Norman Hubbard of ESPN Soccernet has put together a list of steps for success for new Chelsea manager Carlo Ancelotti:
Last longer than his three predecessors - A warning from recent history: Phil Scolari lasted just seven months. Avram Grant was in charge for eight months, Luiz Felipe Scolari for seven and Guus Hiddink, albeit of his own volition, for less than four. Chelsea may talk about the long term, but short-term thinking prevails.
Make it his team - Three managers have come and gone since the Portuguese's exit, but this is still Jose Mourinho's side, consisting of players with a fierce loyalty to him and operating with the defensive structure he devised.
Find some flair - It is tempting to wonder whether Scolari's reign would have lasted longer had he succeeded in signing Robinho. As it was, Chelsea had fewer players capable of unlocking a defence with a flash of skill than their principal rivals, a situation that was exacerbated by Joe Cole's absence for the second half of the campaign and Florent Malouda's mediocre form before Hiddink's arrival.
Communicate better - Last season provides a lesson. Scolari struggled to get his message across and left. Hiddink communicated wonderfully well and was loved. Ancelotti's faltering English may not bode well especially as, despite a cosmopolitan dressing room, there are few Italian speakers.
Reduce the average age - Didier Drogba, Nicolas Anelka, Frank Lampard, Michael Ballack, Juliano Belletti, Paulo Ferreira, Ricardo Carvalho, Deco and Shevchenko have all celebrated their 30th birthdays. In contrast, of the side who started the FA Cup final, only John Obi Mikel is under 26.
Decide on Drogba -A conundrum that needs answering before it causes further trouble. He has scored in Chelsea's last five domestic Cup finals. He has also contrived to disgrace himself in their last two European exits. Drogba polarises opinion, but Chelsea's fortunes seem to depend upon his mood.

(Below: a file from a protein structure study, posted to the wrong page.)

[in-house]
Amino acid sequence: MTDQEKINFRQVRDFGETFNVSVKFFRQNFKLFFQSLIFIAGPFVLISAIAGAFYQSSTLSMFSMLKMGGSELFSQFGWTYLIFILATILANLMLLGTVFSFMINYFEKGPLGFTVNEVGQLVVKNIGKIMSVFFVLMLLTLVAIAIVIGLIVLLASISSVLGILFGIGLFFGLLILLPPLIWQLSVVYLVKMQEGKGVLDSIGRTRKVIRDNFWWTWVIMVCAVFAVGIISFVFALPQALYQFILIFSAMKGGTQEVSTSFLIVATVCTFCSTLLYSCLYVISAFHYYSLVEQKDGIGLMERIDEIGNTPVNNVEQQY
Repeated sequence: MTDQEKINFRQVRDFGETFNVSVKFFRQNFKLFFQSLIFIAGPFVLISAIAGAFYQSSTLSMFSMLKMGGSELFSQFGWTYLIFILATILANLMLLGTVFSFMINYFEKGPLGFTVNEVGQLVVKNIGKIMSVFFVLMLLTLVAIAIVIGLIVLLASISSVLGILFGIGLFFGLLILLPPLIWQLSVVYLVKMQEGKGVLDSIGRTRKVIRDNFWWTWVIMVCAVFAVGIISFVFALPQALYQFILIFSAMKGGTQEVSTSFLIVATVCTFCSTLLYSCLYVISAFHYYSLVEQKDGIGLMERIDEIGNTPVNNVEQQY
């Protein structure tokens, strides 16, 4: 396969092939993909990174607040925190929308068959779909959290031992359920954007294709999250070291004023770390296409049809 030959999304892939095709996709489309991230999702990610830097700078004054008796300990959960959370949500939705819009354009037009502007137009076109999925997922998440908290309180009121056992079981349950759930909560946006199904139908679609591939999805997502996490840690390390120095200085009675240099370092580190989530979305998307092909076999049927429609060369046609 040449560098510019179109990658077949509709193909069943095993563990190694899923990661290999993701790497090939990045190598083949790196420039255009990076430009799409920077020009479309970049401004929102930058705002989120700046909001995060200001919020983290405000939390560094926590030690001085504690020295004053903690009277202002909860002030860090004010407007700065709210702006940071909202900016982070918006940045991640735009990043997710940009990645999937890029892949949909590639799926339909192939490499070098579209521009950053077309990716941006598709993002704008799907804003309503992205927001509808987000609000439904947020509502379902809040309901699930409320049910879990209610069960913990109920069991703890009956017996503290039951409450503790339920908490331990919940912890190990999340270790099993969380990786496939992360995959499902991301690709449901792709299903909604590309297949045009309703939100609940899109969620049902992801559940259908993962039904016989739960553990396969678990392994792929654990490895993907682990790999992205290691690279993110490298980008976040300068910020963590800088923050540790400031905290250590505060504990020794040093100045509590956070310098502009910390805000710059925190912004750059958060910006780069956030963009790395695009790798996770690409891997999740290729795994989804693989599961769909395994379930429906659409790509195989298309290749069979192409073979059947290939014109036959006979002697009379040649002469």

Reduce the player power - No dressing room appears to contain as many vocal, influential players as Chelsea's. Yet this should be Ancelotti's specialist subject: his Milan teams of the last eight years have included players of the stature of Ronaldo, Rivaldo, Ronaldinho, Cafu, Kaka, Alexandre Pato, Shevchenko, Pirlo, Paolo Maldini, Alessandro Nesta, Rino Gattuso, Filippo Inzaghi, Rui Costa, Clarence Seedorf and David Beckham. They might not all be rampant egos, but several certainly are.
Charm, but not obey, Abramovich - Roman Abramovich was rarely spotted at Stamford Bridge towards the end of Scolari's reign. He quickly reappeared under Hiddink. Ancelotti needs the Russian to retain his enthusiasm - not least for signing cheques - without interfering in transfers, as Shevchenko's arrival proves.
Win the big games - As Lampard showed against Everton at Wembley, Chelsea have big-game players. Indeed, by common consensus, they possess plenty of them. Yet the fact remains that they have failed to win too many such matches.
Win the Champions League - Ancelotti has admitted it himself. He believes he has a three-year deadline in which to conquer Europe. To last beyond a second season, some other success is required first. But it has become very apparent that for Chelsea, the Champions League is the ultimate.